S. A. BORISOV
Economic geography. Guatemala is an agrarian country, specializing in the production of tropical crops for export. Foreign capital (primarily from the USA) occupies the major positions in almost every branch of its economy. In 1968 the gross national product per capita was 320 quetzals.
AGRICULTURE. Providing about one-third of the gross national product (1968), agriculture is the basis of the economy. Typical of Guatemala is the combination of large tropical crop plantations belonging mainly to the US monopoly the United Fruit Company and producing primarily for export and small, primitive, semisubsistence peasant holdings that supply products for local consumption. Large landownership prevails. Large estates (making up a total of 0.1 percent of all farms) control 41 percent of the agricultural land; small and average farms (88.4 percent of all farms) cover a total of 14.3 percent of the land. Landlords and foreign companies control about three-fourths of the cultivated land. Tractors and other agricultural machines are used on plantations, but at the same time many peasants (particularly Indians) still use the hoe and other primitive implements.
Plantation crops occupy about one-third of the sown area and provide more than half of the gross product and more than nine-tenths of the export product. The most important commodity crop is coffee (a harvest of 104,400 tons in 1968). In 1966 about 140 million coffee trees were cultivated on more than 12,000 farms. Large plantations (1,500) supply more than 80 percent of the crop. The main regions for coffee production are the Pacific slope of the upland (about 75 percent of the crop) and the central portion of the upland—Alta Verapaz Department (up to 10 percent). Cotton is the second most important crop—in 1968 it was cultivated on 94,000 hectares (ha), with a fiber yield of 74,000 tons. It is grown primarily in coastal regions. Bananas (the main plantations are on the Pacific coast) are gradually losing their former importance (an average of 185,000 tons during 1948-52; 100,000 tons in 1968). Abaca, aromatic grasses (lemon sorghum and citronella grass), tobacco, and sugarcane are also grown for export. The main consumption crops are corn (777,000 ha; 690,000 tons in 1968, grown everywhere in the highlands), dry valley rice (on the Pacific coast), beans, potatoes, and various vegetables. Livestock raising is backward. The livestock population in millions of head during 1967-68 was cattle, 1.4, horses, 0.2, sheep, 0.8, and swine, 0.6. Guatemala imports a substantial quantity of dairy products.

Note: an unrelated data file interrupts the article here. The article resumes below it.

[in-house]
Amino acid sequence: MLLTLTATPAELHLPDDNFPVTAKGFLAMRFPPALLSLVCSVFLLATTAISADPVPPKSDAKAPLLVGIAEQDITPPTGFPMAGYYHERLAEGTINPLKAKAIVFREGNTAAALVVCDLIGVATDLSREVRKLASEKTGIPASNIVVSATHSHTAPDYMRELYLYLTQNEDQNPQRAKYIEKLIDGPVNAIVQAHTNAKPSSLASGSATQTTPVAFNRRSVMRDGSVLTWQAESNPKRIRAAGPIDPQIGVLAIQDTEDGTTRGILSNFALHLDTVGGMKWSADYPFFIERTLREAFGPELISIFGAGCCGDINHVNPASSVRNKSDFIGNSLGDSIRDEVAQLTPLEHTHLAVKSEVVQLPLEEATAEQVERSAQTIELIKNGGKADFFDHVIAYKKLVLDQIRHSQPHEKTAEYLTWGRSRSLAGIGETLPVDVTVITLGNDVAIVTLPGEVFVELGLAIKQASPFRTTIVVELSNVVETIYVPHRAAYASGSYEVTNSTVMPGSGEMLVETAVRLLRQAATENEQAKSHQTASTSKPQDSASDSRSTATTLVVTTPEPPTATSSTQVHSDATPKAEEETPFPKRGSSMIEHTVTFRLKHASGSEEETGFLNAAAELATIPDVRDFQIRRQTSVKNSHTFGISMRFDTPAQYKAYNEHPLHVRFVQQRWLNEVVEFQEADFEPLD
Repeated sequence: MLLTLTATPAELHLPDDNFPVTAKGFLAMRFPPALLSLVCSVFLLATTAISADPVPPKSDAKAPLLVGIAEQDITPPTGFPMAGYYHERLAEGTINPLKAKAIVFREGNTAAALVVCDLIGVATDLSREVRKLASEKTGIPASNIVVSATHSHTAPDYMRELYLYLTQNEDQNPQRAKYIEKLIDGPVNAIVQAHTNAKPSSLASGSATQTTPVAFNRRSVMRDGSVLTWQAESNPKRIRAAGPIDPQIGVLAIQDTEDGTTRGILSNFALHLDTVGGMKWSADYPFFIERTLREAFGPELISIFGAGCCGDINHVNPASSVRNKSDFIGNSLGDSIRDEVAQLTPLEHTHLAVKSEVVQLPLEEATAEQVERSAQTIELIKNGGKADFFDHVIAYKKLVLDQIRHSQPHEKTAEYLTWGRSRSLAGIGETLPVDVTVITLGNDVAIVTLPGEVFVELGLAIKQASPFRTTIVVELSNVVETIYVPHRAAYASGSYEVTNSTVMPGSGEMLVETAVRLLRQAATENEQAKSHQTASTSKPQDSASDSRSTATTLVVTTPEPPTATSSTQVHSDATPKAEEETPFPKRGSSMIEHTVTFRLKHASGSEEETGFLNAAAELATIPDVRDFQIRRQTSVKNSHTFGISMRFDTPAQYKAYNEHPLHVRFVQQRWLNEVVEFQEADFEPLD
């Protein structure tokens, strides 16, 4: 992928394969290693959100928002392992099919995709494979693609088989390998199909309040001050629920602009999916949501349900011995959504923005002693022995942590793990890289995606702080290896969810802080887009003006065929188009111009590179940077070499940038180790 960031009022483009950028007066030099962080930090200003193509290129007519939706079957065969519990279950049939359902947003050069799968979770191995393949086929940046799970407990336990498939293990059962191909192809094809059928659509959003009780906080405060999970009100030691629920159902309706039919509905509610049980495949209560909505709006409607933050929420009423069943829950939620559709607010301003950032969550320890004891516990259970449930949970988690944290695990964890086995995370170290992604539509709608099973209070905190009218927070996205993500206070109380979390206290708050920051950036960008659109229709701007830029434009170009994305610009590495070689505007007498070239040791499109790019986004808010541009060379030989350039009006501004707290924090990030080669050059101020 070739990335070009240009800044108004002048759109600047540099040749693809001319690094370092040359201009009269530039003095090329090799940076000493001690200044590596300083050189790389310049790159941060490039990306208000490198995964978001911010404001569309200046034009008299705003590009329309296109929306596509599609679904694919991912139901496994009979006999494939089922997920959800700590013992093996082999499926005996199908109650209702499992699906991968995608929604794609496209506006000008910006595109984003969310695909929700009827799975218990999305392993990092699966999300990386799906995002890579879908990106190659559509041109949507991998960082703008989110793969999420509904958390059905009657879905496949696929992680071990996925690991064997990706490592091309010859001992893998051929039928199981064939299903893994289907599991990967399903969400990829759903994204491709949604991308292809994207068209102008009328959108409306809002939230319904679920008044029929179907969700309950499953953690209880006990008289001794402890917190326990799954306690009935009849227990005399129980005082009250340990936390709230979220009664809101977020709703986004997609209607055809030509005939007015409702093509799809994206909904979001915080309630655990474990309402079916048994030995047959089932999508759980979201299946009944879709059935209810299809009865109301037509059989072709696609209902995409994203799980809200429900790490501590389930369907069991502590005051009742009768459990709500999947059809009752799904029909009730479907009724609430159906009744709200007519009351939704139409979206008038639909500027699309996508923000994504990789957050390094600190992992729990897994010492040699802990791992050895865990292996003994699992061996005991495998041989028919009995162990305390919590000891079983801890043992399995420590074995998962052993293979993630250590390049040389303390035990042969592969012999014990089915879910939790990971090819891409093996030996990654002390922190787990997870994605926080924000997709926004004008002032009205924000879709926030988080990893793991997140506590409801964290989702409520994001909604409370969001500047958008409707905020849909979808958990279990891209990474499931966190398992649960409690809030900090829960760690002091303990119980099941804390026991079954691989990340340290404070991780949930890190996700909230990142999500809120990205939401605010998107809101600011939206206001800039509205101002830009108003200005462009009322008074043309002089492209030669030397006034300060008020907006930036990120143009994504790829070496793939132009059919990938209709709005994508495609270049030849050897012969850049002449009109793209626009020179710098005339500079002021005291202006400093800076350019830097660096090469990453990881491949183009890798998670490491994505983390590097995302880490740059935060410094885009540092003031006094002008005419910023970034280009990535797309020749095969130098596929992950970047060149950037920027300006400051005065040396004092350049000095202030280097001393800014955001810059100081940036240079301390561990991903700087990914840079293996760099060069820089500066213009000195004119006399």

There is logging of valuable varieties of trees, including balsam and lignum vitae. In 1965, 7 million cu m of lumber were prepared. Chicle, which is used in the production of chewing gum, is harvested. Shrimp are caught on the Caribbean coast and exported.